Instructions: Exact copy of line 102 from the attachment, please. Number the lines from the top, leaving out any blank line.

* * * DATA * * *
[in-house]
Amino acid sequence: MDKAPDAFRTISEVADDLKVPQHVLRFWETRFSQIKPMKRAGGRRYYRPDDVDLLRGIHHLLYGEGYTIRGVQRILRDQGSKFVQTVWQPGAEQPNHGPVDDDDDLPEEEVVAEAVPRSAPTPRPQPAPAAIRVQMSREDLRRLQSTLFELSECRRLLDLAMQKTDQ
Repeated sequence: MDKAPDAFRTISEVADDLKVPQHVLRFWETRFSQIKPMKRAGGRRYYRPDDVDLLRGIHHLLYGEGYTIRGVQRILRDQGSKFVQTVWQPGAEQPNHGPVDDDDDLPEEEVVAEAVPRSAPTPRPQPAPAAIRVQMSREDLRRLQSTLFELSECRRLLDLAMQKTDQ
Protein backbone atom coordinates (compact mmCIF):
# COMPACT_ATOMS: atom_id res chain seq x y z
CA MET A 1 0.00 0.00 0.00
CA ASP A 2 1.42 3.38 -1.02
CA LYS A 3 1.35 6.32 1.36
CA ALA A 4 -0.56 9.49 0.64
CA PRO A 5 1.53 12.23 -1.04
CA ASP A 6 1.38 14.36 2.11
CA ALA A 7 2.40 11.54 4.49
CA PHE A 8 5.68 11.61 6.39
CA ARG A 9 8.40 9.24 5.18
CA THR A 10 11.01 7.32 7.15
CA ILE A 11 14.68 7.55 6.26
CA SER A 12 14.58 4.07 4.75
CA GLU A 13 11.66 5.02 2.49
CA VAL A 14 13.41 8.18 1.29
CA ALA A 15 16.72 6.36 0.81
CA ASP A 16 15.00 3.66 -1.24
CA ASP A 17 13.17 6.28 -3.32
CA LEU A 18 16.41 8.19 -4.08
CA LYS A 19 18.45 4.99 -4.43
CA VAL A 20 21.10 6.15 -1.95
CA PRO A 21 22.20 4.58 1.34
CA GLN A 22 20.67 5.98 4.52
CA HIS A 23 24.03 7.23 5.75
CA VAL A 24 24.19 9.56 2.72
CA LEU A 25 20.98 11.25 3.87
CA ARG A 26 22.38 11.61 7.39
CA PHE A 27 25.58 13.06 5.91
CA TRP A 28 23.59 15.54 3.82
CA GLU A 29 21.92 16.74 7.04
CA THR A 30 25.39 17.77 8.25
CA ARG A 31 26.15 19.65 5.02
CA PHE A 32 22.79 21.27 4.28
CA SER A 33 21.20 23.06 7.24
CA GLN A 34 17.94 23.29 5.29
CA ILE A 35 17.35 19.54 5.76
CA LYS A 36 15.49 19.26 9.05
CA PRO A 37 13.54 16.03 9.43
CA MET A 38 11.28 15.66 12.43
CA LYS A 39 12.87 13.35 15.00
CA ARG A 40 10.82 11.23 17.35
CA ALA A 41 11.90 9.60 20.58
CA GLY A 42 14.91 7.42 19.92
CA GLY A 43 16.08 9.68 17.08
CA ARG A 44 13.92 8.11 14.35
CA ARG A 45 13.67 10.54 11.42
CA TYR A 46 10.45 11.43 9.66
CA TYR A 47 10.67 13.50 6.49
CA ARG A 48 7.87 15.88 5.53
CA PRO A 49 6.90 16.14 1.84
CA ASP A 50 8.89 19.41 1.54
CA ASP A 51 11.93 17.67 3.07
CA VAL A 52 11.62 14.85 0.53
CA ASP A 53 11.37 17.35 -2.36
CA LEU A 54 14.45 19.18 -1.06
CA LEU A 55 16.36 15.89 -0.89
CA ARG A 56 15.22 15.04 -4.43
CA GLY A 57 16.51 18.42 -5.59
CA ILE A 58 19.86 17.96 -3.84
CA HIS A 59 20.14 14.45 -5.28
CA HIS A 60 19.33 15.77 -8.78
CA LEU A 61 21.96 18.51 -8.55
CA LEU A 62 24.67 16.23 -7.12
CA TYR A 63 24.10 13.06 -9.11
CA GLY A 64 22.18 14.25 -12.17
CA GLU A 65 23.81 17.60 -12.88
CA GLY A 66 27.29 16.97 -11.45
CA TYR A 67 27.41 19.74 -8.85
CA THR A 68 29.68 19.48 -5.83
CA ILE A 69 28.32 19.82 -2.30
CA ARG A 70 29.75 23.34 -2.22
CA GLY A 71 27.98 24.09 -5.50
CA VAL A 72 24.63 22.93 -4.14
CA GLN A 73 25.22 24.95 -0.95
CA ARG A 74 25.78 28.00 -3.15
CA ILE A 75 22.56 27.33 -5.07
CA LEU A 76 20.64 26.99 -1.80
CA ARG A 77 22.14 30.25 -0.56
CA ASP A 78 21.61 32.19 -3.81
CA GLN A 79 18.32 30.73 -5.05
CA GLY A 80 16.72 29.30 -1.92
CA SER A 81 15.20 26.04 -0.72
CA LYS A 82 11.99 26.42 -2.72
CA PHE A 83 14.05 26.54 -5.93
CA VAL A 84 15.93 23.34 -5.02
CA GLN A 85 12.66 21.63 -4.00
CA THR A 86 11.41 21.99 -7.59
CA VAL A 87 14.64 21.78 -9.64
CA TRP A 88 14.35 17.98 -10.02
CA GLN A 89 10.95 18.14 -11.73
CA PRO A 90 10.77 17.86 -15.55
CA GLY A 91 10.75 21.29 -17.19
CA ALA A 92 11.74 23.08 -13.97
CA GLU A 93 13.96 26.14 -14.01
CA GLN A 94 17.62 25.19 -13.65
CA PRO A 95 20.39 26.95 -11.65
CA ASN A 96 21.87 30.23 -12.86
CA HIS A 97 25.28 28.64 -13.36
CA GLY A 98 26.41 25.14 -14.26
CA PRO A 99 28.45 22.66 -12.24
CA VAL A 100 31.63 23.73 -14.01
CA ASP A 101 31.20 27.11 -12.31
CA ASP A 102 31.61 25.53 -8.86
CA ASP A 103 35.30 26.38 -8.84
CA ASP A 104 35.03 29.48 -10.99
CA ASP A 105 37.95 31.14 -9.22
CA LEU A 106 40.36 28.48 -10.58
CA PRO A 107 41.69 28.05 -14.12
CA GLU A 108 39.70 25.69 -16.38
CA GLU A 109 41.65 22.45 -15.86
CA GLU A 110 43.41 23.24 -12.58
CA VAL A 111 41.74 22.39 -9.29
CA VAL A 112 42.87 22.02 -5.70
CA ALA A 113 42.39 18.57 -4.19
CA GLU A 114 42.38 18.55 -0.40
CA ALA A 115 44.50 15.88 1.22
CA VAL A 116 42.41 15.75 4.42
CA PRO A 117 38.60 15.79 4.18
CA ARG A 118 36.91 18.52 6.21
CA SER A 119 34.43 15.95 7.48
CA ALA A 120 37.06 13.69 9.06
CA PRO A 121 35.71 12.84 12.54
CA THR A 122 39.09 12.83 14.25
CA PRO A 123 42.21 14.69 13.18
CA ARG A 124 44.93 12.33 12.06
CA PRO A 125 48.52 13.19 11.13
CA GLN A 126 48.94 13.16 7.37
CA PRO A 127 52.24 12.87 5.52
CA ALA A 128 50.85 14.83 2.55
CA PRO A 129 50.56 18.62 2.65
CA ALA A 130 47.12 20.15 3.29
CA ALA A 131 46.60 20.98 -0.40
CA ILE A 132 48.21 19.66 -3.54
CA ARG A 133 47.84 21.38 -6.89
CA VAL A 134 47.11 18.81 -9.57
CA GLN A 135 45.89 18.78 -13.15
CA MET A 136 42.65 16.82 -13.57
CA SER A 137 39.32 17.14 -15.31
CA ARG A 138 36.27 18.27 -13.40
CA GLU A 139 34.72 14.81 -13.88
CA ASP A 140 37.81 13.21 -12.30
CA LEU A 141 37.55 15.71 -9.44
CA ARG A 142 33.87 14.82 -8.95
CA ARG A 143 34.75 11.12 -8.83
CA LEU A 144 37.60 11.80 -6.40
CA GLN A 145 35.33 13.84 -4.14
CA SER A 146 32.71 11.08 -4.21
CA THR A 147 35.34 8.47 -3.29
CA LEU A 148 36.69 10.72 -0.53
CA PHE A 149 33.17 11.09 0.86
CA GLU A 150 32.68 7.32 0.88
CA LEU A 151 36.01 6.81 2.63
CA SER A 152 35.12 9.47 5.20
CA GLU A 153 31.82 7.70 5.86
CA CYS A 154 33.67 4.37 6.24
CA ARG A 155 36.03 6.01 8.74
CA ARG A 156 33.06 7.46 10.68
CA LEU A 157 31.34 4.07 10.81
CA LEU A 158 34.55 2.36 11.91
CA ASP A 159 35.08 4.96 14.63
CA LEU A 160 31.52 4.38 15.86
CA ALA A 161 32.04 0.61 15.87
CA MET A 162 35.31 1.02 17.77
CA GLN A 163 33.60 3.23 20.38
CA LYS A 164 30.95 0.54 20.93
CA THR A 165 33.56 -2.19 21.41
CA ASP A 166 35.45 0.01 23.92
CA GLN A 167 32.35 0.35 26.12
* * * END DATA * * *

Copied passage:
CA HIS A 97 25.28 28.64 -13.36